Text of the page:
PASSAGES: Spock to Pull in His Ears
RETIRED: "Star Trek"'s Mr. Spock, Leonard Nimoy, 71, says he's through with acting and plans to spend his retirement as a photographer. After more than 50 years in the business, he tells the Associated Press, "I won't take a job that takes me away (from home) for any length of time -- my life is too good. I've spent too many weeks in trailers on cold locations, hot locations, away from family and home." As for his shutterbugging, Nimoy says, "I've had a lot of offers that I've turned down. My agent knows not to bring me stuff, unless it's something I can do in a day or two or in connection with some (personal) traveling. Photography fulfills my creative needs."
ANNOUNCED: President Bill Clinton, Nelson Mandela, UN Secretary-General Kofi Annan and Whoopi Goldberg are among those slated to appear at "The World Action Concert: An Evening of Hope and Commitment," a benefit presented by America's World Action Campaign to Stop AIDS. The show will be held May 5, 2003, at New York's Radio City Music Hall. The group's mission is to reach out to international celebrities from the worlds of comedy, music and sports for their help in the battle against the AIDS pandemic.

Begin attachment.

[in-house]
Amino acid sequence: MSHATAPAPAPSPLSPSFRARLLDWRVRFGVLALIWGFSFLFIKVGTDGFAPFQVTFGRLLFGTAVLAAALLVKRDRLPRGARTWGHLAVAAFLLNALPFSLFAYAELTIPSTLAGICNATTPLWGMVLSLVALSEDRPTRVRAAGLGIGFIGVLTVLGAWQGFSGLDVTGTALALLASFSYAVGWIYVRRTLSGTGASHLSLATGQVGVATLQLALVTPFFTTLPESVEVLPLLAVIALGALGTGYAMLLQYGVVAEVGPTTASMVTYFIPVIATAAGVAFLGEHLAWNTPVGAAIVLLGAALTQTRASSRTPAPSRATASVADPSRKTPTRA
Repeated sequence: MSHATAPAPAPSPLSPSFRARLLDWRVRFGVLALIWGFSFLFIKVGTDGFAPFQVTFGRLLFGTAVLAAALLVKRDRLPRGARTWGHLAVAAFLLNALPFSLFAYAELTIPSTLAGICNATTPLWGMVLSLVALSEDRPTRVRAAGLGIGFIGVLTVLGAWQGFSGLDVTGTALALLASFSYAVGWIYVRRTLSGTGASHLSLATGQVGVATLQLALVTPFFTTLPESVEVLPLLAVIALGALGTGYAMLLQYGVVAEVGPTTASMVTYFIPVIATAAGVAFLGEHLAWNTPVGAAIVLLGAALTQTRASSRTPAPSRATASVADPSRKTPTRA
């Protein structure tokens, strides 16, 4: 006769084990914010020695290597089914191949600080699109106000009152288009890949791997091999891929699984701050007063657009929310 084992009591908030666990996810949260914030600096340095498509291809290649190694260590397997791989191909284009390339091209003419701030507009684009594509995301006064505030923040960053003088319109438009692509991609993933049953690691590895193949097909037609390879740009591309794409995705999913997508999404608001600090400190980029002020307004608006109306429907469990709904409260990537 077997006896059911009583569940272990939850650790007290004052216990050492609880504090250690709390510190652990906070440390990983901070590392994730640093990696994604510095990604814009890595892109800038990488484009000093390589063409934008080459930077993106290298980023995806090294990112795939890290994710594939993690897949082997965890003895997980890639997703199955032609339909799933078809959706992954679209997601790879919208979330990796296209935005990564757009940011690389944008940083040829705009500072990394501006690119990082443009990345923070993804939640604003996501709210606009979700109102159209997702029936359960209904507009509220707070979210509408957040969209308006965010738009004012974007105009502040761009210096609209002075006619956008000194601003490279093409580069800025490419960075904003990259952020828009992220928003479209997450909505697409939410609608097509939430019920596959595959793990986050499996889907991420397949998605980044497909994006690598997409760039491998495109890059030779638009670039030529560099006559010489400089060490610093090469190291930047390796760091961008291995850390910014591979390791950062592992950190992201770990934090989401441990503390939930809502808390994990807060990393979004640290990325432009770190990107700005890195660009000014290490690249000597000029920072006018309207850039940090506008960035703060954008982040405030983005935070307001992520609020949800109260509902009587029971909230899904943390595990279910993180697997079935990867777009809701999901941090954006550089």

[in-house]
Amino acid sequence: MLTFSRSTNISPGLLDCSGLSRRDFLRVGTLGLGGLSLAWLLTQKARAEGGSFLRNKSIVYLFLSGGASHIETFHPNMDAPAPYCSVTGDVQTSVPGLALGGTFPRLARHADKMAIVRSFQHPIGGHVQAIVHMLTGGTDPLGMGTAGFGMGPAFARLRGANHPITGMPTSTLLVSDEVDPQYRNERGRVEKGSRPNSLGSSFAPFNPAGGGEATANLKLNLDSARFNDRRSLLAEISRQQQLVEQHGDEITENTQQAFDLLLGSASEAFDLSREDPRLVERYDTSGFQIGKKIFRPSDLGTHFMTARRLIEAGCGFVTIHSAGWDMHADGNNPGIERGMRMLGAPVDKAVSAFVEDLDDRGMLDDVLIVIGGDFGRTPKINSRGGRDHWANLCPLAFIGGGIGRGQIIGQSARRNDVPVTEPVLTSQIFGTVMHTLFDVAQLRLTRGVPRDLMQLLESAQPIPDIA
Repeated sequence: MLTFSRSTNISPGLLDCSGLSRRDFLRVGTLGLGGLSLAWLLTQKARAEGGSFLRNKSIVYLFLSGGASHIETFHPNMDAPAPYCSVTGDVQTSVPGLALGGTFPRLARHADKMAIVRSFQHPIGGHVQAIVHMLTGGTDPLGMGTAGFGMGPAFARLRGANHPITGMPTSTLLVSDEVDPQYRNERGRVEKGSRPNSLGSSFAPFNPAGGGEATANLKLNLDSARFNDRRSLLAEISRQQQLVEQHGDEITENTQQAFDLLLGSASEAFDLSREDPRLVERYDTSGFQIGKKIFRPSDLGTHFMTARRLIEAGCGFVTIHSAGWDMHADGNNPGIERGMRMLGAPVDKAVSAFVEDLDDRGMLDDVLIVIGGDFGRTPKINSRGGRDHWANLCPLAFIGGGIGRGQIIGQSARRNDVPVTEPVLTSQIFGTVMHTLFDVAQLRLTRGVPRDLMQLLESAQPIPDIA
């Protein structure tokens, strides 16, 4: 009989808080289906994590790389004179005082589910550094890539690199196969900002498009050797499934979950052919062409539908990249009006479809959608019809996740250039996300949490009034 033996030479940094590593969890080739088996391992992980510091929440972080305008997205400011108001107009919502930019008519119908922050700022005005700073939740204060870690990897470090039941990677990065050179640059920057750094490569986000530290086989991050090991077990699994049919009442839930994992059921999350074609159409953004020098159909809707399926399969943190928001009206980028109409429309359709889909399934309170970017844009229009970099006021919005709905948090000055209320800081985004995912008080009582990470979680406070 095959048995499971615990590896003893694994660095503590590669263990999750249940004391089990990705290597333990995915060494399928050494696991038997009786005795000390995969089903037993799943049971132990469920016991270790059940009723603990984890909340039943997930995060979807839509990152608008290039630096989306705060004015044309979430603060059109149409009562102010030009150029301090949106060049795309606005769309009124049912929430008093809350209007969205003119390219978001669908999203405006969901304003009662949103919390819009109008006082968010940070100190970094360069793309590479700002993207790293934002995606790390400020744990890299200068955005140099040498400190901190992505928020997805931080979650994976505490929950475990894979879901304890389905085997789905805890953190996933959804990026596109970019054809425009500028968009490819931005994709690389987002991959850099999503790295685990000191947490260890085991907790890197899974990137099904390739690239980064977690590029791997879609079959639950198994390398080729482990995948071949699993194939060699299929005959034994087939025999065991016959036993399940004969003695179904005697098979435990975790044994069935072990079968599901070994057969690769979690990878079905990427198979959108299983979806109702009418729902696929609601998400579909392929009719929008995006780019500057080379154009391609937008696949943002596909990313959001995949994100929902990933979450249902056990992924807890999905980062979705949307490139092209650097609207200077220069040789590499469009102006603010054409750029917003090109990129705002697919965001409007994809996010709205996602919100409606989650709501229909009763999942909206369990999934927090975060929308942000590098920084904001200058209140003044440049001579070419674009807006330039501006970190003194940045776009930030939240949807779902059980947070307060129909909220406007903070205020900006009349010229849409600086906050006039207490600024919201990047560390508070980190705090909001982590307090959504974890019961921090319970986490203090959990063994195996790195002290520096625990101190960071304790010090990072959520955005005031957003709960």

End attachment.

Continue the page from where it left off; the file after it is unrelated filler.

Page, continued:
DIED: Stereolab vocalist Mary Hansen, 36, was killed Monday in a bicycle accident in London, the BBC reports. A spokesman for the band says the accident occurred as the Australian-born Hansen was cycling through central London. "We believe a vehicle, possibly a truck, backed into her, but I really don't know much more than that at the moment," he said. In a statement, Stereolab members said, "The suddenness of her death has shocked the band. Mary was a special person. Our thoughts are with her family and friends who will miss her greatly."
NEGOTIATED: "Billy Elliot" director Stephen Daldry, whose latest film is the upcoming acclaimed drama "The Hours," starring Nicole Kidman, Meryl Streep and Julianne Moore, is in talks with Paramount Pictures to direct "The Amazing Adventures of Kavalier & Clay," based on the Pulitzer Prize-winning novel by Michael Chabon, Variety reports. The circa-World War II story covers the birth of the comic book industry intertwined with the Jewish experience.
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